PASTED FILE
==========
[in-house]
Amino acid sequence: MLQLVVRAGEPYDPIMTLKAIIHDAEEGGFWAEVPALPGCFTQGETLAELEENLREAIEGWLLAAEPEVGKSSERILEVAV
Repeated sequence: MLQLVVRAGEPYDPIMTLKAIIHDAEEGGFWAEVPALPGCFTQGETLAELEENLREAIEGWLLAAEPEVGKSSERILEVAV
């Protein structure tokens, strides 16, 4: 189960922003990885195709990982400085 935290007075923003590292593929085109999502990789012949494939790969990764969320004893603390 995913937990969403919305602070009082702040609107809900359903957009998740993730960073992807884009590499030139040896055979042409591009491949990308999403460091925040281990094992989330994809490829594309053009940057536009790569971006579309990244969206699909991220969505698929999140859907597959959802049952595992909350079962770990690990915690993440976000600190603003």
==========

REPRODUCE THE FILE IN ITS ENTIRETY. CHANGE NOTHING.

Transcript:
[in-house]
Amino acid sequence: MLQLVVRAGEPYDPIMTLKAIIHDAEEGGFWAEVPALPGCFTQGETLAELEENLREAIEGWLLAAEPEVGKSSERILEVAV
Repeated sequence: MLQLVVRAGEPYDPIMTLKAIIHDAEEGGFWAEVPALPGCFTQGETLAELEENLREAIEGWLLAAEPEVGKSSERILEVAV
């Protein structure tokens, strides 16, 4: 189960922003990885195709990982400085 935290007075923003590292593929085109999502990789012949494939790969990764969320004893603390 995913937990969403919305602070009082702040609107809900359903957009998740993730960073992807884009590499030139040896055979042409591009491949990308999403460091925040281990094992989330994809490829594309053009940057536009790569971006579309990244969206699909991220969505698929999140859907597959959802049952595992909350079962770990690990915690993440976000600190603003």